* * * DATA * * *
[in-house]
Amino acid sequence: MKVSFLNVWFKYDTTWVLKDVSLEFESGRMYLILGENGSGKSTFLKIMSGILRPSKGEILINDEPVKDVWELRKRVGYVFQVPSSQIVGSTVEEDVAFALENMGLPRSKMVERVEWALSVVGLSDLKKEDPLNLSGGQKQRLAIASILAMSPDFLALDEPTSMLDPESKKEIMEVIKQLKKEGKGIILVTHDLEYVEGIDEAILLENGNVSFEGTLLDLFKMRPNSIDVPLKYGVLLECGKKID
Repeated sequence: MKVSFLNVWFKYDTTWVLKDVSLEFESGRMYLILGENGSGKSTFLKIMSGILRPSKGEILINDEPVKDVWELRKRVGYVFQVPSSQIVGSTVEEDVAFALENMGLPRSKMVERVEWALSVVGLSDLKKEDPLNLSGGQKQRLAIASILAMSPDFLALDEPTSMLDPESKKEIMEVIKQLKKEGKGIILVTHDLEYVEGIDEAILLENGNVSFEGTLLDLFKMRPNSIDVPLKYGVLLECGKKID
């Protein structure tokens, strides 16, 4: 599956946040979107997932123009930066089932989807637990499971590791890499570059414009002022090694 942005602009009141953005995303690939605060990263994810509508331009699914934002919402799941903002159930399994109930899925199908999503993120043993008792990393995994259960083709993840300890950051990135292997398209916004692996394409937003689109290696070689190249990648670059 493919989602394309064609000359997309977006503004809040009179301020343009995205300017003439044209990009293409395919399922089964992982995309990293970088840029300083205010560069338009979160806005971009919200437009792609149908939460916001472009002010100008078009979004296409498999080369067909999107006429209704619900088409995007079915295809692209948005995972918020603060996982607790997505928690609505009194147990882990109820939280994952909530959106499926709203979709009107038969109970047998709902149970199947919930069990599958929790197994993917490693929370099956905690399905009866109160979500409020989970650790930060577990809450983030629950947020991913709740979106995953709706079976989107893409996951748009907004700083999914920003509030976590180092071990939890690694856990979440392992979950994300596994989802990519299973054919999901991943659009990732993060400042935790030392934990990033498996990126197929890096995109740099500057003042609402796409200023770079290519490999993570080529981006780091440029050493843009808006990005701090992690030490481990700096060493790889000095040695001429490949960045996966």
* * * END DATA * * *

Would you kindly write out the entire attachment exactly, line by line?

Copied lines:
[in-house]
Amino acid sequence: MKVSFLNVWFKYDTTWVLKDVSLEFESGRMYLILGENGSGKSTFLKIMSGILRPSKGEILINDEPVKDVWELRKRVGYVFQVPSSQIVGSTVEEDVAFALENMGLPRSKMVERVEWALSVVGLSDLKKEDPLNLSGGQKQRLAIASILAMSPDFLALDEPTSMLDPESKKEIMEVIKQLKKEGKGIILVTHDLEYVEGIDEAILLENGNVSFEGTLLDLFKMRPNSIDVPLKYGVLLECGKKID
Repeated sequence: MKVSFLNVWFKYDTTWVLKDVSLEFESGRMYLILGENGSGKSTFLKIMSGILRPSKGEILINDEPVKDVWELRKRVGYVFQVPSSQIVGSTVEEDVAFALENMGLPRSKMVERVEWALSVVGLSDLKKEDPLNLSGGQKQRLAIASILAMSPDFLALDEPTSMLDPESKKEIMEVIKQLKKEGKGIILVTHDLEYVEGIDEAILLENGNVSFEGTLLDLFKMRPNSIDVPLKYGVLLECGKKID
């Protein structure tokens, strides 16, 4: 599956946040979107997932123009930066089932989807637990499971590791890499570059414009002022090694 942005602009009141953005995303690939605060990263994810509508331009699914934002919402799941903002159930399994109930899925199908999503993120043993008792990393995994259960083709993840300890950051990135292997398209916004692996394409937003689109290696070689190249990648670059 493919989602394309064609000359997309977006503004809040009179301020343009995205300017003439044209990009293409395919399922089964992982995309990293970088840029300083205010560069338009979160806005971009919200437009792609149908939460916001472009002010100008078009979004296409498999080369067909999107006429209704619900088409995007079915295809692209948005995972918020603060996982607790997505928690609505009194147990882990109820939280994952909530959106499926709203979709009107038969109970047998709902149970199947919930069990599958929790197994993917490693929370099956905690399905009866109160979500409020989970650790930060577990809450983030629950947020991913709740979106995953709706079976989107893409996951748009907004700083999914920003509030976590180092071990939890690694856990979440392992979950994300596994989802990519299973054919999901991943659009990732993060400042935790030392934990990033498996990126197929890096995109740099500057003042609402796409200023770079290519490999993570080529981006780091440029050493843009808006990005701090992690030490481990700096060493790889000095040695001429490949960045996966």